Extended discussion

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1. Ali M. The Crab, Oxygen and Cancer. Volume II: The Oxygen Protocol for Cancer. 2007. New York, Canary 21 Press.
2. Cabrera C, Artacho R, Giménez R Beneficial effects of green tea–a review. J Am Coll Nutr. 2006;25: 79–99.
3. Maron DJ, Lu GP, Cai NS, et al. Cholesterol-lowering effect of a theaflavin-enriched green tea extract: a randomized controlled trial. Arch. Intern. Med. 2003;163: 1448–53.
4 Kuriyama et al. The Ohsaki Study. Green Tea Consumption and Mortality Due to Cardiovascular Disease, Cancer, and All Causes in Japan. JAMA.2006;296: 1255.
5 Nagao T, Komine Y, Soga S, et al. Ingestion of a tea rich in catechins leads to a reduction in body fat and malondialdehyde-modified LDL in men. American Journal of Clinical Nutrition. 2005;81:122-129.
6. BBC news – 17 March 2009 – green tea may have the power to ward off breast cancer
7. Katiyar SK, Mukhtar H. Tea in chemoprevention of cancer: epidemiologic and experimental studies. Int J Oncol 1996;8:221–38.
8. Agarwal R, Katiyar SK, Khan SG, Mukhtar H. Protection against ultraviolet B radiation-induced effects in the skin of SKH-1 hairless mice by a polyphenolic fraction isolated from green tea. Photochem Photobiol 1993;58:695–700.
9. Katiyar SK, Elmets CA, Agarwal R, Mukhtar H. Protection against ultraviolet-B radiation-induced local and systemic suppression of contact hypersensitivity and edema responses in C3H/HeN mice by green tea polyphenols. Photochem Photobiol 1995;62:855–61.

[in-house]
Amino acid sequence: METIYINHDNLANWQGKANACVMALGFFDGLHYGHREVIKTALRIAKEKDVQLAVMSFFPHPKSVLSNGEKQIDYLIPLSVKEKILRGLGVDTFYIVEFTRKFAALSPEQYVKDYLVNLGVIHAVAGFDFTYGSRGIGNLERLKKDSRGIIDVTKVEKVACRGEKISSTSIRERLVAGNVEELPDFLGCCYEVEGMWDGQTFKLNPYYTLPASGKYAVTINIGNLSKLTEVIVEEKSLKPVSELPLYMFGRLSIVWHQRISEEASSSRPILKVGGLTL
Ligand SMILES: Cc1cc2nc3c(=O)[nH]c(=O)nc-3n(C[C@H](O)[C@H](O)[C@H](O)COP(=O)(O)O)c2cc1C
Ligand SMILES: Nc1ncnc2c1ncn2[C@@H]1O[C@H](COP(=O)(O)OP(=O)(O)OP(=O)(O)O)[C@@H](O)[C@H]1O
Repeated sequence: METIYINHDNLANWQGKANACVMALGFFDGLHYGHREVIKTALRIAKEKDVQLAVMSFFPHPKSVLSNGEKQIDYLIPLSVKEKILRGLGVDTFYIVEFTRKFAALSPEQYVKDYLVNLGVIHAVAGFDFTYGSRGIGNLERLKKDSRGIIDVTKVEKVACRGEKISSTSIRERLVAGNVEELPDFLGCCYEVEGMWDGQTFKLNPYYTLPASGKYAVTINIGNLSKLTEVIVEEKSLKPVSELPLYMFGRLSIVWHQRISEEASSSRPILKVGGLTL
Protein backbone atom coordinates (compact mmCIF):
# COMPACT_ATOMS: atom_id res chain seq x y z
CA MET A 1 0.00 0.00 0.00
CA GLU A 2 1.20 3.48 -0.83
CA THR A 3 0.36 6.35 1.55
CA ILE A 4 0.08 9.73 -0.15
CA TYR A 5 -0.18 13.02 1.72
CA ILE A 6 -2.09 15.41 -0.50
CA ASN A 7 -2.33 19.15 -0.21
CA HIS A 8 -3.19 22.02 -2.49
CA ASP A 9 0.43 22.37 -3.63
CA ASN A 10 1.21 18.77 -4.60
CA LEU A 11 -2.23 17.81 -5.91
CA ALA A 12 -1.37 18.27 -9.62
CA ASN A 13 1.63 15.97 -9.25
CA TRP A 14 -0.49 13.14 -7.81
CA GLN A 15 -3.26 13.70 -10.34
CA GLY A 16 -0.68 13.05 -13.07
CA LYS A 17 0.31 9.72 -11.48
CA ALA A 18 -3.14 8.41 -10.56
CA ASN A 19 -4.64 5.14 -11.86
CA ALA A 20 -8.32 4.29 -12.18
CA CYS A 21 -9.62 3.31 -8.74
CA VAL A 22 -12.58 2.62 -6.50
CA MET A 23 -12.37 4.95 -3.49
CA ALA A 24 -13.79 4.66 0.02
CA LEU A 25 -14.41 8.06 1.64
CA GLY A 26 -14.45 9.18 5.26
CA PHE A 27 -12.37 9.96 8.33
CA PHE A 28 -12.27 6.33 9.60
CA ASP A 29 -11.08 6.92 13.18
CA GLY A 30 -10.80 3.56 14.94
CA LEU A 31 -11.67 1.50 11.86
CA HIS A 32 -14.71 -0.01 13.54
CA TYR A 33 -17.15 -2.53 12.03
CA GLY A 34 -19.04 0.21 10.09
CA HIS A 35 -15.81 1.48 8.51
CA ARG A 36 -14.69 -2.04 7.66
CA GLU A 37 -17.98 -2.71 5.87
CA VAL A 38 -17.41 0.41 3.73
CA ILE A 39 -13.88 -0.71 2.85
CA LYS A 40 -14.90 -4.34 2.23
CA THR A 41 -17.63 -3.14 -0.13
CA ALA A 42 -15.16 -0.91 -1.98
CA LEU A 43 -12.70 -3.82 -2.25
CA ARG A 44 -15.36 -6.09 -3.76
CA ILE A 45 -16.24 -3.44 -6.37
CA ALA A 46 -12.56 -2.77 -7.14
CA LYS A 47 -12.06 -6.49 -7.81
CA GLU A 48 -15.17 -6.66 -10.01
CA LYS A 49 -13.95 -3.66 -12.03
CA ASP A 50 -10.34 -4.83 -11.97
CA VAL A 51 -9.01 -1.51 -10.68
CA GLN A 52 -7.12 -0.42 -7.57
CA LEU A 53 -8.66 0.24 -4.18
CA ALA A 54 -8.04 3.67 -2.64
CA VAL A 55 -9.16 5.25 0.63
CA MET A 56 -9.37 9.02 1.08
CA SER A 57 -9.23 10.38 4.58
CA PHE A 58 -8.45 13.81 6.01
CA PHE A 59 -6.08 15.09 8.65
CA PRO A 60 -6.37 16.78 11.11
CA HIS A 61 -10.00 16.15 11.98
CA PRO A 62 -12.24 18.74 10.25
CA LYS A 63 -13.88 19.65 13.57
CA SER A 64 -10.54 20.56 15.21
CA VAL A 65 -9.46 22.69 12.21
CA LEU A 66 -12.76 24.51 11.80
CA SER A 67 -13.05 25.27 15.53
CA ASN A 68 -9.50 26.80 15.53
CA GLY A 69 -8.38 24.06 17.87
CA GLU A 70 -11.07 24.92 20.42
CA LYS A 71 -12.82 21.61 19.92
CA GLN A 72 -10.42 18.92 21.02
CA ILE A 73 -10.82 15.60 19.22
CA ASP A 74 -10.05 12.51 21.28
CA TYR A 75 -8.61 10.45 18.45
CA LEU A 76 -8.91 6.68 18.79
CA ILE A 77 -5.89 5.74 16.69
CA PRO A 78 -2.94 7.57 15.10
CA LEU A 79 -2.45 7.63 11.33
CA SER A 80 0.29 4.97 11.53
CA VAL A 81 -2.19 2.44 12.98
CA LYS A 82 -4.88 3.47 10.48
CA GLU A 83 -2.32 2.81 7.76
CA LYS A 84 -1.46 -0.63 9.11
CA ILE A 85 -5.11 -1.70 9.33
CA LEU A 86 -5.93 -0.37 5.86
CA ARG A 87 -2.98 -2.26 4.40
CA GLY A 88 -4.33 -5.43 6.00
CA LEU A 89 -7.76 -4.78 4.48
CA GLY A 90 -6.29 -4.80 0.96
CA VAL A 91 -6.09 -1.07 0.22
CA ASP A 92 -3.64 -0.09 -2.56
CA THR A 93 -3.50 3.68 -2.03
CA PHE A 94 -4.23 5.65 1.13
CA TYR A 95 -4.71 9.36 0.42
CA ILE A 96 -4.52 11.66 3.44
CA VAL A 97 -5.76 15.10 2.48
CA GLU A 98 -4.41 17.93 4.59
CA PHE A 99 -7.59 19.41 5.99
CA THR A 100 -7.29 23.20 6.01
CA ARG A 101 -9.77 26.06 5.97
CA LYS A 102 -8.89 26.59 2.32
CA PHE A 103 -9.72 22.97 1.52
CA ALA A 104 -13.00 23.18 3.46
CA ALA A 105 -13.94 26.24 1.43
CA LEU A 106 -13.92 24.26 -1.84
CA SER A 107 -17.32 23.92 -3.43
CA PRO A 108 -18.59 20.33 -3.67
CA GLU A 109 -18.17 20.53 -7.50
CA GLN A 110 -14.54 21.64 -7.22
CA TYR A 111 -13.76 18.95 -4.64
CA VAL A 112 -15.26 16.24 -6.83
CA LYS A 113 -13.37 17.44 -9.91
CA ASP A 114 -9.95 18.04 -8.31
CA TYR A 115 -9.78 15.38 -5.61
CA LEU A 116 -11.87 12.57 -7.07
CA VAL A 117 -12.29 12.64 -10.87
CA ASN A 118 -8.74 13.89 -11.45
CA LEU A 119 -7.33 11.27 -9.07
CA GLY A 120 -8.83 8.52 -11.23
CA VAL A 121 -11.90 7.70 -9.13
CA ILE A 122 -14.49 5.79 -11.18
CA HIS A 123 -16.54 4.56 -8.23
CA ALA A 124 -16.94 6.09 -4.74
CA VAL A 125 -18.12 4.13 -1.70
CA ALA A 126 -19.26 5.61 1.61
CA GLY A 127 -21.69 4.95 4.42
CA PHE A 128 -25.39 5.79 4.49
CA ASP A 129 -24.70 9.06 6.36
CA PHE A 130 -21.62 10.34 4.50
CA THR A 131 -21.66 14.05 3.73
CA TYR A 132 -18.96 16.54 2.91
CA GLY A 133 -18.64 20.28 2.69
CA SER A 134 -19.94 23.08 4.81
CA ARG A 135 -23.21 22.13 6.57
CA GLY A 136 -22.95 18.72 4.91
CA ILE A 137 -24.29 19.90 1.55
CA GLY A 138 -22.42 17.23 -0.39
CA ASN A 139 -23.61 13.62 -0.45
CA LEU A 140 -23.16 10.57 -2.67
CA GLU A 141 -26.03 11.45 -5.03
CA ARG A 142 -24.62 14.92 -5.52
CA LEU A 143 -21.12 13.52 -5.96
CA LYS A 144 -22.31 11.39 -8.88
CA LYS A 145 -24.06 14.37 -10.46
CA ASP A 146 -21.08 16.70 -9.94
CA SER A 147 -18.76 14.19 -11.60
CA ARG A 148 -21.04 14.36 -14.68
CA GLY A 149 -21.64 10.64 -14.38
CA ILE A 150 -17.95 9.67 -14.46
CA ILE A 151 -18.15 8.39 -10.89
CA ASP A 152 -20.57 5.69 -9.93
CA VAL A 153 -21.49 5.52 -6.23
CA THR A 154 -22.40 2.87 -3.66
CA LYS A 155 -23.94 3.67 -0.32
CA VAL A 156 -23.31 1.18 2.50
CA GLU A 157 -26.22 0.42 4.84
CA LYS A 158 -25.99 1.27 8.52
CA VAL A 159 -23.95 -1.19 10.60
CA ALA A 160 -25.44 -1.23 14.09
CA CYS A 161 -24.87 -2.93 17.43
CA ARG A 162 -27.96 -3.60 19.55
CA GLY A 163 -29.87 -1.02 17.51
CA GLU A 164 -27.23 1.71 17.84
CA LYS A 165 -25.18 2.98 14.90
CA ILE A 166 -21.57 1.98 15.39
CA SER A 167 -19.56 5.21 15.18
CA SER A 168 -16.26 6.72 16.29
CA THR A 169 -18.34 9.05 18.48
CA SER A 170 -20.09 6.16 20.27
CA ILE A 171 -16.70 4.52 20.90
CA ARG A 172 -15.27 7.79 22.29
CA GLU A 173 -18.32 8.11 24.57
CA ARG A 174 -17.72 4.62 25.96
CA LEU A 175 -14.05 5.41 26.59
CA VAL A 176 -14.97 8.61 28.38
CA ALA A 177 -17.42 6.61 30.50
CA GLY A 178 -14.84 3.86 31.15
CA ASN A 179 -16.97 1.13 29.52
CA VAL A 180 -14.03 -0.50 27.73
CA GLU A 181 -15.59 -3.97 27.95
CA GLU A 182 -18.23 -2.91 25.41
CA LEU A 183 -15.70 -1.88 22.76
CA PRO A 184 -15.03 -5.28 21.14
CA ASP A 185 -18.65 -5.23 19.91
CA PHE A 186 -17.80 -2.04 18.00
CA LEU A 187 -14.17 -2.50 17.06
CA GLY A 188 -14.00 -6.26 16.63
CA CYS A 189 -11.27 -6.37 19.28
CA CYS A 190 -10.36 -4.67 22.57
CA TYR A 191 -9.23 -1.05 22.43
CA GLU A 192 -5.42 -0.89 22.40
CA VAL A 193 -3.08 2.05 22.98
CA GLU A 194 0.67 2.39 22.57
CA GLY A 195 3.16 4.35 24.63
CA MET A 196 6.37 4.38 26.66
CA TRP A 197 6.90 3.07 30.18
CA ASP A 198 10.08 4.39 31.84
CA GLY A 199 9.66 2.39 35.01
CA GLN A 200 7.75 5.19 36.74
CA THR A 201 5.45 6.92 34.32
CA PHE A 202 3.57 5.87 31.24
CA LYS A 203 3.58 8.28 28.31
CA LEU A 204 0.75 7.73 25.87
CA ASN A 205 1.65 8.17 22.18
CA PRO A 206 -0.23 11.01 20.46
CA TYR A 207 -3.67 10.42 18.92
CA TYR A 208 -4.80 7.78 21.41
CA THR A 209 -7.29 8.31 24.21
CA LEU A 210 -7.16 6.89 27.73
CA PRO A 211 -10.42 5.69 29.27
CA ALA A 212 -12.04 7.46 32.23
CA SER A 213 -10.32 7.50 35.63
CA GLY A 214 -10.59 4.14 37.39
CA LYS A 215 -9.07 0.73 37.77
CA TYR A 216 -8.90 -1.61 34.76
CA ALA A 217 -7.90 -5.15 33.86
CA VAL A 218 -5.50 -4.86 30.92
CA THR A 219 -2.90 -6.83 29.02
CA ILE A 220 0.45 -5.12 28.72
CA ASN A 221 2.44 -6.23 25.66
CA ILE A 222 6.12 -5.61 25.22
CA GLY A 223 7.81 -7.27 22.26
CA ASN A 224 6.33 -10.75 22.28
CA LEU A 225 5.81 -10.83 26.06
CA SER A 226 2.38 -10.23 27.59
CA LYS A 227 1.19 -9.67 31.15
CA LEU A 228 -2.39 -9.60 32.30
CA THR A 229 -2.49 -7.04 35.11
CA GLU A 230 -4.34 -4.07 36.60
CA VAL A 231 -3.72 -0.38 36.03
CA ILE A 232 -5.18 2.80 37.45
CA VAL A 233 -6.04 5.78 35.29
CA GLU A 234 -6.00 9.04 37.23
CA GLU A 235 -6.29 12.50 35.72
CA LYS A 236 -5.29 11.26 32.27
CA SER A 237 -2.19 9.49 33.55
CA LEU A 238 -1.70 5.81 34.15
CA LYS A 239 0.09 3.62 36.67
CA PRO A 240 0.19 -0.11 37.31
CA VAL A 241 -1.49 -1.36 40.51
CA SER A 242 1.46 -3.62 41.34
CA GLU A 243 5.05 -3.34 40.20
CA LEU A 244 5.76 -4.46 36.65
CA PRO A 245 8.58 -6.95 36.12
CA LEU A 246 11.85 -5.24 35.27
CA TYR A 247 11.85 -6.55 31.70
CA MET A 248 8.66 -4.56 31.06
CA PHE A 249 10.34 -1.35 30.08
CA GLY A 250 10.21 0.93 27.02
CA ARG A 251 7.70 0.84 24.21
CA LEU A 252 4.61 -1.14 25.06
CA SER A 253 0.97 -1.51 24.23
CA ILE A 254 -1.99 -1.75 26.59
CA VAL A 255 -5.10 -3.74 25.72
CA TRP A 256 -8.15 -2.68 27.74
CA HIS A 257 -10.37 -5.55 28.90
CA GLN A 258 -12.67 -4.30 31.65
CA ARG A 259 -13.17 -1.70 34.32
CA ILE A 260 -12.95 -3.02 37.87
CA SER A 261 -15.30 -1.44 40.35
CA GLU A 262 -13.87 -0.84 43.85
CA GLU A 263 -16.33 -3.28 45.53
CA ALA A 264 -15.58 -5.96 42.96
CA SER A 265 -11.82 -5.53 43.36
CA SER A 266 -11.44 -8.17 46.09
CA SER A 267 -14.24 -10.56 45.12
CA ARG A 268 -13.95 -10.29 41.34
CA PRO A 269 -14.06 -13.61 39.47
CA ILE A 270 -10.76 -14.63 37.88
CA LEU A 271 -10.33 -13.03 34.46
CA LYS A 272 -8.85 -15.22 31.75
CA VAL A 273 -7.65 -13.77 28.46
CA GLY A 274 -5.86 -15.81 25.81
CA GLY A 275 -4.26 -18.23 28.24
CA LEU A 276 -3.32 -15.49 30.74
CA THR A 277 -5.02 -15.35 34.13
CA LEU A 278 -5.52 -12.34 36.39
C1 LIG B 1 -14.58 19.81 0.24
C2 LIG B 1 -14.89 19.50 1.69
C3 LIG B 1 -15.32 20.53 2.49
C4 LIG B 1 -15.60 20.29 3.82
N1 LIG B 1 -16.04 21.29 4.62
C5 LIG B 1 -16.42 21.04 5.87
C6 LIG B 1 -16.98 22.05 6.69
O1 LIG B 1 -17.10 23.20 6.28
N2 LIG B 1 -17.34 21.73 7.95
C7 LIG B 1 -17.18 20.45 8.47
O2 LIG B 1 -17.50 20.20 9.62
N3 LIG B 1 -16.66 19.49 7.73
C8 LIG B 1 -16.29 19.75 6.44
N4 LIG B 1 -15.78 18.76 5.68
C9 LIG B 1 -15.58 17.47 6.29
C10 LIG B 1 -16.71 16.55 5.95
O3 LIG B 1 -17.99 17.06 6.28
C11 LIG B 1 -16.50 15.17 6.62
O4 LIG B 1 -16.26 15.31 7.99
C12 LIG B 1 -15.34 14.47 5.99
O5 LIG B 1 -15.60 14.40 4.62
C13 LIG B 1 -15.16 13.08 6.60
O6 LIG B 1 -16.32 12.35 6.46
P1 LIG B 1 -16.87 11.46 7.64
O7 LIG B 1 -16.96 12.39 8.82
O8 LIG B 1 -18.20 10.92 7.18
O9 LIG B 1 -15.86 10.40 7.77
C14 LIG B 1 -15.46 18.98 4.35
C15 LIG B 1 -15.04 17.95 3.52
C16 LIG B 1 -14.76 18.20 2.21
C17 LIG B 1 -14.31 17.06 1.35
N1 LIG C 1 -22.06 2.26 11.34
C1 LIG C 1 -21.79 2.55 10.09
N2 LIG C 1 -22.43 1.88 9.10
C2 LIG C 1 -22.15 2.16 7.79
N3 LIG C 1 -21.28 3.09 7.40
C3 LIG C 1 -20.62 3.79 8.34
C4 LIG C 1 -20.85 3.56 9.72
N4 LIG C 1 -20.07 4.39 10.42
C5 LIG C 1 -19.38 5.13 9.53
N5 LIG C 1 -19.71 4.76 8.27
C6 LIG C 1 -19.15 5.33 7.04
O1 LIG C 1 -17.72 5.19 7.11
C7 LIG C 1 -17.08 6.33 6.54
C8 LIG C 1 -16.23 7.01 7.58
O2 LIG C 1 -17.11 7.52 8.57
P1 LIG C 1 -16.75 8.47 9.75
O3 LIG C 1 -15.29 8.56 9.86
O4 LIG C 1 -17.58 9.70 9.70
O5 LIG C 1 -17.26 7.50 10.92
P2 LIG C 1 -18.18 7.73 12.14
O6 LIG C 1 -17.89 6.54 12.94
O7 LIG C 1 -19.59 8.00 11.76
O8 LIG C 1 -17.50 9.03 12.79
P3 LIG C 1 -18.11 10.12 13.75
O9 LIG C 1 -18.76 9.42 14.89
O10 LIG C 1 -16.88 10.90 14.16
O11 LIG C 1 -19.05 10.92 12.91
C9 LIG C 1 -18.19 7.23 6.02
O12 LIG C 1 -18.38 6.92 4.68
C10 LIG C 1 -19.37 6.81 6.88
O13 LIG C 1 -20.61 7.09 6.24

10. Katiyar SK, Rupp CO, Korman NJ, Agarwal R, Mukhtar H. Inhibition of 12-O-tetradecanoylphorbol-13-acetate and other skin tumor-promoter-caused induction of epidermal interleukin-1 alpha mRNA and protein expression in SENCAR mice by green tea polyphenols. J Invest Dermatol 1995;105:394–8.

Fifty years of medical knowledge is here for you – a free library of unparalleled information

Majid Ali, MD is a humanist, physician, scientist, poet, story-teller, and the solo author of The Principles and Practice of Integrative Medicine (in 12 Volumes) and 36 other books.

The following is an outline of his journey in search of what it means to be a human, and the meanings of suffering, ethics, truth, and enlightenment:

* A surgeon-turned-pathologist
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* An immunologist-turned-ecologist
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* An energy practitioner-turned-philosopher
* A philosopher-turned-humanist